It played the starring role in the nationwide ceremony marking the 200th anniversary of the signing of the Constitution at 4 p.m. Sept. 17, 1987. In front of Independence Hall, it was rung by former Supreme Court Chief Justice Warren E. Burger.
While he was occupied with Poland and the Bicentennial, Mr. Piszek's business kept humming along the road to prosperity.
But the hum turned into sputter in the late 1970s and early 1980s when Mr. Piszek suffered severe defeats in his business and in his personal life.
In 1982, three employees of Mrs Paul's Kitchens pleaded guilty to charges of theft in a sewer-meter tampering scheme, in which they had been accused of diluting the contents of a sewage-sampling device at the company's Manayunk plant to avoid paying $250,000 in sewage fees.
The company agreed to pay the Philadelphia Water Department nearly $250,000 in fines and restitution.
In all, six employees were charged in the scheme, which had saved the company tens of thousands of dollars on water usage during the 1970s.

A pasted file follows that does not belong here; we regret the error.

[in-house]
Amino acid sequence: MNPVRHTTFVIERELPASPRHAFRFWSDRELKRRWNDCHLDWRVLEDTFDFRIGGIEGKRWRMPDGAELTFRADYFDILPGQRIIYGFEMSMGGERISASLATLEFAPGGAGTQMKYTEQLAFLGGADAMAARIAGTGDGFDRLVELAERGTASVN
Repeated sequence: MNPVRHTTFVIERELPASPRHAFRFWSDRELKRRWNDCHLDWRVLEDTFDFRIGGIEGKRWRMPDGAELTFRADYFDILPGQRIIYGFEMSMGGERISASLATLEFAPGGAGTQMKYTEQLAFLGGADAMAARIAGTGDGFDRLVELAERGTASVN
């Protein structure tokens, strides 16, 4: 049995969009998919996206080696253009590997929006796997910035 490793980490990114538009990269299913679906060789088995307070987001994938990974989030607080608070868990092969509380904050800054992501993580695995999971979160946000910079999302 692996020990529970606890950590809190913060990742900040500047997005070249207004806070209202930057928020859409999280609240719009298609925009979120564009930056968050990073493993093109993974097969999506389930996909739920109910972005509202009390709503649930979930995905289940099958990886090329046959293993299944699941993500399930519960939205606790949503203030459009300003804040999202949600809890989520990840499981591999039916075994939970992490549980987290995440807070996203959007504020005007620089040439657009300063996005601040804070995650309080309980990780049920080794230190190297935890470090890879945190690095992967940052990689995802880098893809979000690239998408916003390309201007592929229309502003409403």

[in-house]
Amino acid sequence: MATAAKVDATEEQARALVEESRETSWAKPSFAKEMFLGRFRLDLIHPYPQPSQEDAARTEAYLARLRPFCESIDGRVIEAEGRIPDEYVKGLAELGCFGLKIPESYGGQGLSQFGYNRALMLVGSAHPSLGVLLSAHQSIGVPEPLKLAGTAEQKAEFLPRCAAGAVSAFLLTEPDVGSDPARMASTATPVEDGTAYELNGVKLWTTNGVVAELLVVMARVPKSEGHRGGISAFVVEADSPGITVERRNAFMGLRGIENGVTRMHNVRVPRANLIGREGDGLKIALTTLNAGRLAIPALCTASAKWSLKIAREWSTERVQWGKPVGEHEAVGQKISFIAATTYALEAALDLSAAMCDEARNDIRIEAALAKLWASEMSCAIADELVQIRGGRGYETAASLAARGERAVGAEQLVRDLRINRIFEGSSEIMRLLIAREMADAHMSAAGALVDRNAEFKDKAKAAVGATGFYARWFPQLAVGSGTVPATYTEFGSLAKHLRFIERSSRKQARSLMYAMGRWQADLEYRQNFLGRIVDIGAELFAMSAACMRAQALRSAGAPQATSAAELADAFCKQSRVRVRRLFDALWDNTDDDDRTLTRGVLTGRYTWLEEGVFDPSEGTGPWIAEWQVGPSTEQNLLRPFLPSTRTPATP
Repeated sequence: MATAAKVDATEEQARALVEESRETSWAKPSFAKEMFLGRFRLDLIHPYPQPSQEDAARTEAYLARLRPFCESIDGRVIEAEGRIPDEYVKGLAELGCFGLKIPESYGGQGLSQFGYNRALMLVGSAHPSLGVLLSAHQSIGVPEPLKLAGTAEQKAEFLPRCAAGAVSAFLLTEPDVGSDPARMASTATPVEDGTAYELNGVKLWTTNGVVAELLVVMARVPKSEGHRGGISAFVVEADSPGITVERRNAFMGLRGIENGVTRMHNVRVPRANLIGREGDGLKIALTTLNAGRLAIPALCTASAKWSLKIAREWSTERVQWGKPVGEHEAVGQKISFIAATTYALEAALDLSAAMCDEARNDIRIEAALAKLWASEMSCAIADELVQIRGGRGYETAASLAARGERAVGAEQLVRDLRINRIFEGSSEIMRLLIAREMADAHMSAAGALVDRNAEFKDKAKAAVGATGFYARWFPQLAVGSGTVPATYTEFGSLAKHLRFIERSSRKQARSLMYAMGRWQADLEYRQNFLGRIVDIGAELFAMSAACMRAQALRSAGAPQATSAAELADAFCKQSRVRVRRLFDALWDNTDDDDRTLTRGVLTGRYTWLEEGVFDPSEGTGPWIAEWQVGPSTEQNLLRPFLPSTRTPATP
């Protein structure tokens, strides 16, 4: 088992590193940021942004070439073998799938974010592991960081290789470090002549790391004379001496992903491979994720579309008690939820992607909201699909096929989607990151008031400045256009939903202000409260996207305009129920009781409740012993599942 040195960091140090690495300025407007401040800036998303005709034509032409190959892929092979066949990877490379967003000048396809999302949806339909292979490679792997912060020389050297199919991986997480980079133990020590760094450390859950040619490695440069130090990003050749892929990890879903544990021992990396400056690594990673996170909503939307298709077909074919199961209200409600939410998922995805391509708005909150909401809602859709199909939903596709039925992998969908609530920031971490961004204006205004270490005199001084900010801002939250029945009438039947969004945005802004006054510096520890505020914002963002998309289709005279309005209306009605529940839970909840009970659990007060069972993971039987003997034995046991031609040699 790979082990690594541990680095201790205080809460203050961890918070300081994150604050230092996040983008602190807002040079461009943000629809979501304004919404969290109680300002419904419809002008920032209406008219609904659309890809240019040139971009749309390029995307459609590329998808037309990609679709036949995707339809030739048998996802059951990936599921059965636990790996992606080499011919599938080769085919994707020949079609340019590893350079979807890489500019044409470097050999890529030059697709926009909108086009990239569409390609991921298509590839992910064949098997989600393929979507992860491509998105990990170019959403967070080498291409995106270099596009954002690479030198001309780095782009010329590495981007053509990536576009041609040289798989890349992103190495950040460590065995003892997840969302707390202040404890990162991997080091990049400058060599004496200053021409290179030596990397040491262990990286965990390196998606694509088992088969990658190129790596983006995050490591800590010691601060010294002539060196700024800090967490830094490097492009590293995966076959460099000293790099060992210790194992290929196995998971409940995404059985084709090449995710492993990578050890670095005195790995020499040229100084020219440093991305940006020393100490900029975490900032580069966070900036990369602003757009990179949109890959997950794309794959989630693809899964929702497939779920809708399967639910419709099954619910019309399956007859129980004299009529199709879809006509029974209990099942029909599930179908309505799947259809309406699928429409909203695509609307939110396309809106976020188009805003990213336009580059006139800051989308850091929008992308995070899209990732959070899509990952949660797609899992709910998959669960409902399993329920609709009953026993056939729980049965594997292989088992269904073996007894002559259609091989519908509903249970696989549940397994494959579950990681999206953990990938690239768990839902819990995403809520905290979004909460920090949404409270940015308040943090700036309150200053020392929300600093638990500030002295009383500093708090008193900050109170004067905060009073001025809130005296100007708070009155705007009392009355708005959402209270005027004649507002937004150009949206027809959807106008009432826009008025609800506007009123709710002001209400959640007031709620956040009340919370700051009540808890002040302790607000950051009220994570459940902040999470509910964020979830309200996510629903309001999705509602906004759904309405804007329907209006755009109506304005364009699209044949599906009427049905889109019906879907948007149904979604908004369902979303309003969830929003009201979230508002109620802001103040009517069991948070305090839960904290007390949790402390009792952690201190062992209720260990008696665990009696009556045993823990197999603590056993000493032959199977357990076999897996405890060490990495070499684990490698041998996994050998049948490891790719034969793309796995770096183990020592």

Mr. Piszek was not implicated. But the charges tarnished the company and made the founder's life difficult.
The most damaging blow to his business came, ironically, from Poland. His dependency on the Polish fishermen dramatically increased after 1979, when he bought the Arthur Treacher chain of fast-food seafood restaurants for $15 million.
In December 1981, Poland declared martial law and cut off Mr. Piszek's supply of fish and his losses quickly mounted. By mid-1982, he was forced to sell the company.
At the same time, he was in court battling the holders of Arthur Treacher's franchises.
Mr. Piszek survived the blows with much of his personal fortune intact, however.
Piszek called himself "the Polish Ben Franklin," and in an article in 1974, he said Franklin was the person he would most like to be. "He was a well balanced human being who made tremendous contributions to his own country and posterity."
In addition to his son Bill, Mr. Piszek was survived by two sons, Edward and George; one daughter, Helen P. Nelson; and 12 grandchildren. A second daughter, Ann L. Reitenbaugh, died last year. Funeral arrangements were pending.